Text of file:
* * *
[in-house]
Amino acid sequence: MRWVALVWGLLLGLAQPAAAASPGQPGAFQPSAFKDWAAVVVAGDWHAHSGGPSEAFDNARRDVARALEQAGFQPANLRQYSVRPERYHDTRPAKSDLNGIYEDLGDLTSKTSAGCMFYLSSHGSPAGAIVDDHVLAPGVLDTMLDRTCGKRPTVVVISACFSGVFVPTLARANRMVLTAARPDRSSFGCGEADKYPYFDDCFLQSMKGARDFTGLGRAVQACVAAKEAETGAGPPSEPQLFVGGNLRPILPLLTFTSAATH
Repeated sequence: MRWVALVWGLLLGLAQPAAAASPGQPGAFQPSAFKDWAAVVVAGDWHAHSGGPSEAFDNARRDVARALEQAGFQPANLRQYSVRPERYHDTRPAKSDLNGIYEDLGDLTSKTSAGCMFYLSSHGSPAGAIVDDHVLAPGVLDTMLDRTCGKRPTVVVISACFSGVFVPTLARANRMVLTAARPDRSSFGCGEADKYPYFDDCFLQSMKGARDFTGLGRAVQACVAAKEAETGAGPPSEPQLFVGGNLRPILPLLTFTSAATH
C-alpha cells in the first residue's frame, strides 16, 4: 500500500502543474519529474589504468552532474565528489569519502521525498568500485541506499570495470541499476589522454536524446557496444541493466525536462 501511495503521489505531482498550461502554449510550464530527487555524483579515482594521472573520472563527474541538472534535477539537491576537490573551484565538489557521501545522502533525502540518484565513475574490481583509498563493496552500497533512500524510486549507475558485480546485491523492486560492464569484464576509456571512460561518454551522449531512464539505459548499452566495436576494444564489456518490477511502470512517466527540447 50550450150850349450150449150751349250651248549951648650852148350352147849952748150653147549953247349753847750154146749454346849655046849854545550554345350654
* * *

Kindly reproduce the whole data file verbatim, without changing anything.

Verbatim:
[in-house]
Amino acid sequence: MRWVALVWGLLLGLAQPAAAASPGQPGAFQPSAFKDWAAVVVAGDWHAHSGGPSEAFDNARRDVARALEQAGFQPANLRQYSVRPERYHDTRPAKSDLNGIYEDLGDLTSKTSAGCMFYLSSHGSPAGAIVDDHVLAPGVLDTMLDRTCGKRPTVVVISACFSGVFVPTLARANRMVLTAARPDRSSFGCGEADKYPYFDDCFLQSMKGARDFTGLGRAVQACVAAKEAETGAGPPSEPQLFVGGNLRPILPLLTFTSAATH
Repeated sequence: MRWVALVWGLLLGLAQPAAAASPGQPGAFQPSAFKDWAAVVVAGDWHAHSGGPSEAFDNARRDVARALEQAGFQPANLRQYSVRPERYHDTRPAKSDLNGIYEDLGDLTSKTSAGCMFYLSSHGSPAGAIVDDHVLAPGVLDTMLDRTCGKRPTVVVISACFSGVFVPTLARANRMVLTAARPDRSSFGCGEADKYPYFDDCFLQSMKGARDFTGLGRAVQACVAAKEAETGAGPPSEPQLFVGGNLRPILPLLTFTSAATH
C-alpha cells in the first residue's frame, strides 16, 4: 500500500502543474519529474589504468552532474565528489569519502521525498568500485541506499570495470541499476589522454536524446557496444541493466525536462 501511495503521489505531482498550461502554449510550464530527487555524483579515482594521472573520472563527474541538472534535477539537491576537490573551484565538489557521501545522502533525502540518484565513475574490481583509498563493496552500497533512500524510486549507475558485480546485491523492486560492464569484464576509456571512460561518454551522449531512464539505459548499452566495436576494444564489456518490477511502470512517466527540447 50550450150850349450150449150751349250651248549951648650852148350352147849952748150653147549953247349753847750154146749454346849655046849854545550554345350654